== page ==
CJ: Judges must be loyal to the Federal Constitution, committed to upholding the rule of law


Chief Justice Tun Tengku Maimun Tuan Mat (2nd, right) with family members of the late Tun Mohamed Salleh Abas at the Putrajaya Courthouse on September 14, 2022. – Bernama pic

Wednesday, September 14, 2022 7:07 p.m. GMT

PUTRAJAYA, September 14 – Judges, in all circumstances, must be faithful to the Federal Constitution and be determined to uphold the rule of law.

Chief Justice Tun Tengku Maimun Tuan Mat said so in her speech during the reference proceedings held today to honor the memory of former Lord President, the late Tun Mohamed Salleh Abas.

She said the year 1988 would forever be remembered as the darkest chapter in the history of the Malaysian judiciary, its independence, guaranteed by the Federal Constitution, having been stunned by the dismissal of Tun Salleh as Lord President.

“This has sadly led to the upheaval of the country’s judicial system and a crushing blow to the judicial system and the Constitution,” she said.

Tengku Maimun said that the 1988 episode should be taken as a lesson by judges because, despite attempts to undermine the independence of the judiciary, judges must, under all circumstances, be faithful to the Federal Constitution and be resolute to uphold the rule of law.

Paying tribute to Tun Salleh, Tengku Maimun said the former Lord President was a great and courageous legal luminary as he had staunchly defended the Federal Constitution and defended the independence of the judiciary to its very end.

She said Tun Salleh said that judges should observe and respect the concept of separation of powers as judges should not encroach on the domain of the executive or legislative branches of government.

Tengku Maimun said that Tun Salleh, who valiantly defended the role of the judiciary, recognized that it is the role of the judiciary to invalidate any act of the executive or the legislature by using writs or declarations of prerogative if they transgress their powers beyond the limits granted to them by the Federal Constitution.

She said that during Tun Salleh’s tenure as Lord President, the Malaysian judiciary was hailed as a model for other countries in terms of independence and credibility of the judiciary.

Seven months before his death, the judiciary invited Tun Salleh to the courthouse for a tea to commemorate him as a special article in the Malaysian Judicial Yearbook, she said.

Tengku Maimun said in one of his many interviews that Tun Salleh repeatedly said that it had always been his last wish and fervent hope to address the judiciary or, at the very least, to have a simple action to mark his departure as Lord President. .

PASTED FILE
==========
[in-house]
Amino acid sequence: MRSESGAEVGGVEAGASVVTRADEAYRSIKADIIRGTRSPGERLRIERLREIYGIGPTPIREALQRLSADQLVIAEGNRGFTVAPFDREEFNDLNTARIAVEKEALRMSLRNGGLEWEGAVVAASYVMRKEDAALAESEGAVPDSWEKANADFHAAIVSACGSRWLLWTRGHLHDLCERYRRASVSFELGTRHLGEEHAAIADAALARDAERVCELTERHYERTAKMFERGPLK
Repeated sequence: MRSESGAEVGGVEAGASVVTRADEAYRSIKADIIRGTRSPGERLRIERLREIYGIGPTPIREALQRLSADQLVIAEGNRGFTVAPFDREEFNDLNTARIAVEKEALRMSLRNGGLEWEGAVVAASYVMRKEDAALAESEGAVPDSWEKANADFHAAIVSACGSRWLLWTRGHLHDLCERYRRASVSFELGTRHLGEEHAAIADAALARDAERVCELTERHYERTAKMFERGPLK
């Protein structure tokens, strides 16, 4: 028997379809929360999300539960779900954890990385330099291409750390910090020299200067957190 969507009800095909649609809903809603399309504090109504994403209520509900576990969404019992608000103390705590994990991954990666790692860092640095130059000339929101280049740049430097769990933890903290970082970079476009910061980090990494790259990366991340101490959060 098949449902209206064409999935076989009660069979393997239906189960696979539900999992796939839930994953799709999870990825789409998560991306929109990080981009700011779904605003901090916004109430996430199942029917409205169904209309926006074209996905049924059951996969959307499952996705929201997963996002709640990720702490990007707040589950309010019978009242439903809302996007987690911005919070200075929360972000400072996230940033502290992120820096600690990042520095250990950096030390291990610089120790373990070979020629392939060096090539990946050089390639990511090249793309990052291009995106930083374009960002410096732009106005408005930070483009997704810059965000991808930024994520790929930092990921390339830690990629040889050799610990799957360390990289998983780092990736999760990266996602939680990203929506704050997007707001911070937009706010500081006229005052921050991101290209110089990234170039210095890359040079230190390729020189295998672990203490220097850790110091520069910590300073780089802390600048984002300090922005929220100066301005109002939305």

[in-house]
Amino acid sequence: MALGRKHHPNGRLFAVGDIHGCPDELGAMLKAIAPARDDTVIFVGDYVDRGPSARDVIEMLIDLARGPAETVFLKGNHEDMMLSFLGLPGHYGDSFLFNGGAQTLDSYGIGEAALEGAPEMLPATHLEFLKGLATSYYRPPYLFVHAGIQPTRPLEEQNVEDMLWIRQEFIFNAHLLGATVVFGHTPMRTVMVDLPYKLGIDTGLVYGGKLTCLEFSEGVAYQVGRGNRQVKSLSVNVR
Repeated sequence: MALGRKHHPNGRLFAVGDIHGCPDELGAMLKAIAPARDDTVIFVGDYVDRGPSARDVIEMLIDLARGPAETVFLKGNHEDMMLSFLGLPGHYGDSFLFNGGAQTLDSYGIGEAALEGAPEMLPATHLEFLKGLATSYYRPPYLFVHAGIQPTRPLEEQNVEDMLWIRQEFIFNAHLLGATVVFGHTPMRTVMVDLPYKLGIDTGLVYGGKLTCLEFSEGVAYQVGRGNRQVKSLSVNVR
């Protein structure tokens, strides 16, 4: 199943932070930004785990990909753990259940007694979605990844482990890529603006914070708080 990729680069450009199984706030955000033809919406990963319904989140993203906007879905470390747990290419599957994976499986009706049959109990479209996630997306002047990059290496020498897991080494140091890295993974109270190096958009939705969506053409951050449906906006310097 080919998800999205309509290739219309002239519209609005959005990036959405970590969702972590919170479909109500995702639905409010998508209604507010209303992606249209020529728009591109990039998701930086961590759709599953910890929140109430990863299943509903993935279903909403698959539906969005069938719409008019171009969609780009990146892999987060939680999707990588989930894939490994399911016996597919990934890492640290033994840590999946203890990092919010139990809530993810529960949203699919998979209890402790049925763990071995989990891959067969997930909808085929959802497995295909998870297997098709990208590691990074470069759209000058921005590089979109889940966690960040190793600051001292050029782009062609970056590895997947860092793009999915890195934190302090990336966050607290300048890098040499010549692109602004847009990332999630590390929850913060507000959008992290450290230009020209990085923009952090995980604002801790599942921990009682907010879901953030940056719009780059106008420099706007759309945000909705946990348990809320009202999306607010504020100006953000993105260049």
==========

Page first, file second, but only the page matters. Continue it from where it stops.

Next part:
“In the decades since his retirement he has said there is no closure for him as he has never had the chance to say goodbye to court staff, the judiciary and the fraternity legal. The evening ended with a simple farewell ceremony for Tun Salleh,” she said.

“We didn’t know that tonight was our last parting with our last goodbye to Tun Salleh,” she added.

The dismissal proceedings were presided over by Tengku Maimun who sat on the bench along with President of the Court of Appeal Tan Sri Rohana Yusuf, Chief Justice of Malaya Tan Sri Azahar Mohamed and Chief Justice of Sabah and Sarawak Datuk Abang Iskandar Abang Hashim.

Datuk Mas Ermieyati Samsudin, Deputy Minister of the Prime Minister’s Department for Parliament and Law, and 39 members of Tun Salleh’s family were present at the dismissal proceedings, an age-old tradition held in remembrance of deceased members of the brotherhood legal.

Attorney General Tan Sri Idrus Harun and Malaysian Bar President Karen Cheah, as well as Tun Salleh’s granddaughter, Nuralissa Norrazak, also delivered their speeches in his honor.

Tun Salleh, from Kampung Raja, Besut in Terengganu, died aged 91 on January 16 last year at Sultanah Nur Zahirah Hospital in Kuala Terengganu, two days after testing positive for Covid- 19.

He was Lord President of the Federal Court for four years from 1984 before being removed from office in 1988 during a constitutional crisis where he fought to preserve the independence of the judiciary when Tun Dr Mahathir Mohamed was prime minister.

He then joined politics and contested and won the state seat of Jertih under the PAS ticket in Terengganu in 1999.

After leaving politics, Tun Salleh practiced law and appeared frequently before the Federal Court and the Court of Appeal. — Bernama


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